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  • Modal adverbs and discourse: Two essays by Alessandro Capone
  • Gert van Ostaeyen
Modal adverbs and discourse: Two essays. By Alessandro Capone. (Progetti linguistici 14.) Pisa: Edizioni Ets, 2001. Pp. 181. ISBN 8846704568. €12.91.

In the first essay in this volume, ‘From modality to discourse’, Alessandro Capone deals with modal adverbs, that is, items such as obviously, certainly, and really. C focuses on their meanings, contexts of use, and functions. Modal adverbs express speaker commitment to the truth of a proposition, and it is argued that they have discourse functions as well. C uses the notion of conversational implicature to account for their discourse uses. In Chs. 1 to 6, C sets out to explain the theoretical framework he has adopted, which falls within the neo-Gricean tradition. H. Paul Grice’s cooperative principle and Stephen C. Levinson’s M-principle play a central role in C’s argumentation. If a speaker uses an unqualified utterance (an utterance without a modal expression), s/he is committed to its truth, since s/he is obeying the quality maxim (say something true). Modal adverbs express commitment as well, and, by using them, one is being more informative than is (usually) required. Hence, a speaker is understood to M-implicate that there are reasons for his or her deviant behavior. C argues that the M-implicature alerts the hearer to context-sensitive discourse functions (concession, contrast, argumentation, etc.). In Chs. 7 to 11, C applies the framework to a wide range of adverbs to support his claim. Ch. 12 offers some preliminary answers to residual problems. The discussion here centers on the functional differences between modal adverbs and their cognate adjectives—it is argued that these are related to information structure.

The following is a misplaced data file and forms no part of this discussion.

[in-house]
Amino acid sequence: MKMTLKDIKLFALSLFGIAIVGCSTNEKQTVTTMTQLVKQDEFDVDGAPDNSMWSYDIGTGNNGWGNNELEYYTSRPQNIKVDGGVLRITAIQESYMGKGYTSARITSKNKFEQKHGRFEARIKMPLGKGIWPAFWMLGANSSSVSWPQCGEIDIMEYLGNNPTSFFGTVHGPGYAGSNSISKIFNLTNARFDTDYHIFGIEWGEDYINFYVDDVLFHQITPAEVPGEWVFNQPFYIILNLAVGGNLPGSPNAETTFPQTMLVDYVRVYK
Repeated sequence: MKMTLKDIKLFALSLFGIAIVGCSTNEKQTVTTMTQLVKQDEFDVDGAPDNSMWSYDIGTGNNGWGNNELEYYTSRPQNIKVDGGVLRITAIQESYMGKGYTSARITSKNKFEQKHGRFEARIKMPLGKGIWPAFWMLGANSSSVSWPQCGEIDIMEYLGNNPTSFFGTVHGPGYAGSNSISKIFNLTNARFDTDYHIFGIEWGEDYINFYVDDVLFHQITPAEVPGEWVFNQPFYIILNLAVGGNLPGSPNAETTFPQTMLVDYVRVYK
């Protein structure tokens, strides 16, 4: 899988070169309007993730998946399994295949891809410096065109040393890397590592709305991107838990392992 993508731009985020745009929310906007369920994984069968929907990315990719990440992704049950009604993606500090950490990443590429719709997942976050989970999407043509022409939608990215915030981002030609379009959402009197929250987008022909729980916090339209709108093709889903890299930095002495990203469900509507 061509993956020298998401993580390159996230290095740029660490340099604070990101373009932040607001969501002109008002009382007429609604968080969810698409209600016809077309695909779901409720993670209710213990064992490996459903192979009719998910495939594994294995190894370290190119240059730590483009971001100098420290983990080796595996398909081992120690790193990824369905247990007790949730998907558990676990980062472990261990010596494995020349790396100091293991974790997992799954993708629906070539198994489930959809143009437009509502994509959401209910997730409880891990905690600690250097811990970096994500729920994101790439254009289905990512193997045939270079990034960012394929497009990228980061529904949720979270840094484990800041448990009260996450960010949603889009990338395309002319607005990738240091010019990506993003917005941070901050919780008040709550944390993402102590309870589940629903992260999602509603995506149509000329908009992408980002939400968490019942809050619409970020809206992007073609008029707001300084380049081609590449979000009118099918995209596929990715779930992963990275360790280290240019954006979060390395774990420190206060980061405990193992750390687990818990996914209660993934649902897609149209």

In the second essay, ‘A view of discourse’, C evaluates some of the achievements in conversation analysis. In Ch. 1, some preliminary notions are introduced: system constraints vs. ritual constraints, publicity, face, authorization, and topic ordering. In Ch. 2, which is concerned with turn-taking, C demonstrates the flexibility of interaction constraints by making reference to conversational stories. Ch. 3 deals with preferred and dispreferred replies. C claims that the notion of preference should be further elaborated. C goes on to discuss whether or not assertions ought to be included with adjacency-pair first parts (Ch. 4). In Ch. 5, C addresses functional approaches to turn-taking. Ch. 6 goes beyond the adjacency pair to discuss replies and responses. Chs. 7 [End Page 514] and 8 turn on issues of topic ordering: suspension of individual communicative needs in favor of collective interests, and fixed patterns of closings. Ch. 9 serves to illustrate the notion of communicative competence, which is defined as the internalization of rules governing conversation types, such as interviews, classroom interaction, and courtroom proceedings. In Ch. 10, C studies the meaning of the same expressions in different contexts. In Ch. 11, C concludes with a discussion of politeness.

C’s treatment of the modal adverbs, although written from a synchronic perspective, has points of contact with research on grammaticalization, as it stresses the importance of implicature as a possible mechanism of language change. C’s essay on conversation analysis provides the reader with a brief introduction to the field. Both essays place appropriate emphasis on the importance of context in linguistic analysis.

Gert van Ostaeyen
University of Antwerp


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